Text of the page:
What is the “Deep Core” and how does stabilization work?
As Noah Mazé of The Mazé Method explains, the “Deep Core” are primarily slow-twitch fibers, also referred to as “local stabilizers”—
- These are the deeper abdominal muscle layers. Slow-twitch fibers primarily make up the local muscle system and the muscles of the deeper abdominal muscle layers.
- These muscles are closer to the center of rotation of the spinal segments.
- It is this ability to stabilize your lumbar spine in its many positions that enables you to overcome back problems and reduce your chances of a reoccurrence.
What muscles make up the “Deep Core”?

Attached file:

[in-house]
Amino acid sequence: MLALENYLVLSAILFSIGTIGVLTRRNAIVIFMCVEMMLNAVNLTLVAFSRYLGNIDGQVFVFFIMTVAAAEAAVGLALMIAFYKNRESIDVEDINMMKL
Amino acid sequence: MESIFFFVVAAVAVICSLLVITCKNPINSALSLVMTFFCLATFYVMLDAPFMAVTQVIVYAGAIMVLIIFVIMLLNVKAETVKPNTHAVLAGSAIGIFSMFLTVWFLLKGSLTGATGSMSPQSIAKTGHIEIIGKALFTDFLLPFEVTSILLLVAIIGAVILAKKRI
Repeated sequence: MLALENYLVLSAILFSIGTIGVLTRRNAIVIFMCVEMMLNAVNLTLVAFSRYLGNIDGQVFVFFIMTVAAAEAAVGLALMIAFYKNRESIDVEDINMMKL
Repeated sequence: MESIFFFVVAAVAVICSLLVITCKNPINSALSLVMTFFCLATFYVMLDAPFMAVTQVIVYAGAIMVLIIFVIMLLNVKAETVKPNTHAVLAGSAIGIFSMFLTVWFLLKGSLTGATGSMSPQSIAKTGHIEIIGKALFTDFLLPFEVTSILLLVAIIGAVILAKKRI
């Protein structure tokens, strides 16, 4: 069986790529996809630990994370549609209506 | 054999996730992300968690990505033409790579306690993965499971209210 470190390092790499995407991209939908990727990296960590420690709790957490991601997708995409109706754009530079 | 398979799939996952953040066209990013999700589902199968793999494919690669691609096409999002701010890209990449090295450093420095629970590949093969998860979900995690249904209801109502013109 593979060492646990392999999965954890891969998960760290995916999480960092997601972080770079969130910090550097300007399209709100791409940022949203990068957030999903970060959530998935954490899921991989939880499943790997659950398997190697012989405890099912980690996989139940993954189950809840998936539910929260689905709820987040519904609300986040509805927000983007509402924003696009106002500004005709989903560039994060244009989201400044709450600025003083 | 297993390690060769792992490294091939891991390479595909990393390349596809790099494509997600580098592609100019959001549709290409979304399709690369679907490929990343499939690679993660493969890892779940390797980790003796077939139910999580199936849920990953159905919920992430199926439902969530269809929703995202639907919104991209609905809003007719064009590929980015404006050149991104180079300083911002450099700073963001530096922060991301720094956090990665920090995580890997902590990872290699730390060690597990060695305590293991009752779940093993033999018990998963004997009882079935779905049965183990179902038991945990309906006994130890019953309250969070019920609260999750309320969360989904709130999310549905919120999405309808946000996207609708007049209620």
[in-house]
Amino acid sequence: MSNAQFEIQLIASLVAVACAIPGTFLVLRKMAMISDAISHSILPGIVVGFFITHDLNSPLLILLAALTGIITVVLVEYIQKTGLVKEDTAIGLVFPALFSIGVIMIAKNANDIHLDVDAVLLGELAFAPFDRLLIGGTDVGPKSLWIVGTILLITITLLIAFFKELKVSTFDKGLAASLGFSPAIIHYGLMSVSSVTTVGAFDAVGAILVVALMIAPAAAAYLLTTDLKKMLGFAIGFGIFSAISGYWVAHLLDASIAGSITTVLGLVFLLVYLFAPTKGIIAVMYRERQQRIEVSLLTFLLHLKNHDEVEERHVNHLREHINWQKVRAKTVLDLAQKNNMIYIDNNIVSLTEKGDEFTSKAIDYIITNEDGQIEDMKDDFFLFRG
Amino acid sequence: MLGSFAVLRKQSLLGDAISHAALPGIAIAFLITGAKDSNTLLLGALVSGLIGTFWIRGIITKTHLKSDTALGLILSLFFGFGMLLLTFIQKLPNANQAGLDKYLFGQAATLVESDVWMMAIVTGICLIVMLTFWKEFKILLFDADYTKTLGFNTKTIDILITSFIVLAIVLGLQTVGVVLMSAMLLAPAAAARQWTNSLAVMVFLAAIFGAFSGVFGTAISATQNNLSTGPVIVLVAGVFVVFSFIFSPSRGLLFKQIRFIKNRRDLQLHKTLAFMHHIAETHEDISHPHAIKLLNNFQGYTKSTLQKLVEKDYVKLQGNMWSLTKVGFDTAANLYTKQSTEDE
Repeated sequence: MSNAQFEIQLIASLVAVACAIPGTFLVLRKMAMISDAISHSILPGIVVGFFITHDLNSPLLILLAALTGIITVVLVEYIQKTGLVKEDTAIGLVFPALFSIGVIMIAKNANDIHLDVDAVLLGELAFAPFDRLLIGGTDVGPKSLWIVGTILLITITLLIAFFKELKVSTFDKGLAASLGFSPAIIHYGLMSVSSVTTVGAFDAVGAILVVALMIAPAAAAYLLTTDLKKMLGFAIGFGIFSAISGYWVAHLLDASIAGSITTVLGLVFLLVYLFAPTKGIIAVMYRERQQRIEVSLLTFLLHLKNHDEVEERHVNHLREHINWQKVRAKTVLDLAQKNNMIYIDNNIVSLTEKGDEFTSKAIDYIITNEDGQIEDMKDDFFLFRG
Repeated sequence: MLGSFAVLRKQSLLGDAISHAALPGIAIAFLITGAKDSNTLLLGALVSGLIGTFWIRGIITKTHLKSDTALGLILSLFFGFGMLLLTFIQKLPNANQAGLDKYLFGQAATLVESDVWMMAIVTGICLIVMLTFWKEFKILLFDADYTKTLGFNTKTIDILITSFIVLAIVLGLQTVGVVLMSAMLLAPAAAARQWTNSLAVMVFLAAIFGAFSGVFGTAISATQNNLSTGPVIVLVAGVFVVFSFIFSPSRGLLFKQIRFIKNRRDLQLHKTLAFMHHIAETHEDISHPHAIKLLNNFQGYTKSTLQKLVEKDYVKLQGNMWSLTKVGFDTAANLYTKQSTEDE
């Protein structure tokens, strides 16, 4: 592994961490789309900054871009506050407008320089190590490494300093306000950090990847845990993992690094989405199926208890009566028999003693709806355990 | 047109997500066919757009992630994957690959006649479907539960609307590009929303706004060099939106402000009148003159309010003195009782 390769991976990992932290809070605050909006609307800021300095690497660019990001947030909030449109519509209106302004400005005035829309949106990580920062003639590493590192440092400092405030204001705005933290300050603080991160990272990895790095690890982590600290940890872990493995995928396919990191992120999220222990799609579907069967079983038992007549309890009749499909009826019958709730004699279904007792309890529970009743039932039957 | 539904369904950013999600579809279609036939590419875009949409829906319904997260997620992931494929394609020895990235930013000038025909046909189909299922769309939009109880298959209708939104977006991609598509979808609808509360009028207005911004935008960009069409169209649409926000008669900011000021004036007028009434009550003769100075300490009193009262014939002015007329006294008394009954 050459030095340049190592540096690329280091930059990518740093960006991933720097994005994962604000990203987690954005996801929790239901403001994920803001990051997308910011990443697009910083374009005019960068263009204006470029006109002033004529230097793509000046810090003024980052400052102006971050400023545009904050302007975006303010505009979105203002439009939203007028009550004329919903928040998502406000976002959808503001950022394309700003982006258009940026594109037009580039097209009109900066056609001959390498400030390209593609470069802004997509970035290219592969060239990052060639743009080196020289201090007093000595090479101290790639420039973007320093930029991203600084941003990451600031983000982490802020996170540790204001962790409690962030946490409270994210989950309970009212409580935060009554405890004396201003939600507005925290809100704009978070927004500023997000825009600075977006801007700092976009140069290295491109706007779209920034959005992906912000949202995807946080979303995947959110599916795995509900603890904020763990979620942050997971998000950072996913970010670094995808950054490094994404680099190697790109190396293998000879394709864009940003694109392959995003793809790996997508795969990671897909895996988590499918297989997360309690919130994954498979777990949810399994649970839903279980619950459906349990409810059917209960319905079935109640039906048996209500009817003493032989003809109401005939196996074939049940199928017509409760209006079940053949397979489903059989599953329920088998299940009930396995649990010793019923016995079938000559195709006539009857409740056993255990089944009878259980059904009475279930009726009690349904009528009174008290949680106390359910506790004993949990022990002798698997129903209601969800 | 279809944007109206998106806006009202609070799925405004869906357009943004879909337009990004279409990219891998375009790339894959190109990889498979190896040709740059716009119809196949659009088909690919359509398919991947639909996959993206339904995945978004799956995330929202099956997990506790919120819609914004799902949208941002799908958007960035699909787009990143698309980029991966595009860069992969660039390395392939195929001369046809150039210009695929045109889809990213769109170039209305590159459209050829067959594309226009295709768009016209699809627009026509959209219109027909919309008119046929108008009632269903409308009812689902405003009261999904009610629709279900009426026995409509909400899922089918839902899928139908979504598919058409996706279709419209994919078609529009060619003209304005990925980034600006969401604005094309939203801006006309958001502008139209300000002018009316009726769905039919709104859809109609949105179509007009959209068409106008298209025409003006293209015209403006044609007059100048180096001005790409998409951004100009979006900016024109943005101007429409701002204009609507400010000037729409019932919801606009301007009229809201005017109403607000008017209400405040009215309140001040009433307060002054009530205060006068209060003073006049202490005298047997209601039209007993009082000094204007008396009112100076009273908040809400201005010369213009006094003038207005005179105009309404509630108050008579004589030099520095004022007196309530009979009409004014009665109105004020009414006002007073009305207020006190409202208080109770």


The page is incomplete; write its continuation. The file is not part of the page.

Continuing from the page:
- Transversus Abdominus
- Pelvic Floor Muscles
*Internal obliques are also slow twitch
How does stabilization work?
- Research has shown that it is not simply the deep-layer abdominal muscles you recruit during stabilization of the spine, instead it is HOW they are recruited that is important.
- Co-contraction of the deeper-layer transverse abdominus and multifidi muscle groups occurs BEFORE any movement of the limbs.
- The transverse abdominus is active 30 milliseconds BEFORE movement of the shoulder and 110 milliseconds BEFORE leg movement.
- In other research, it was found that those who sustained a low back injury had difficulty recruiting their transverse abdominus and multifidi muscles early enough to stabilize the spine before movement.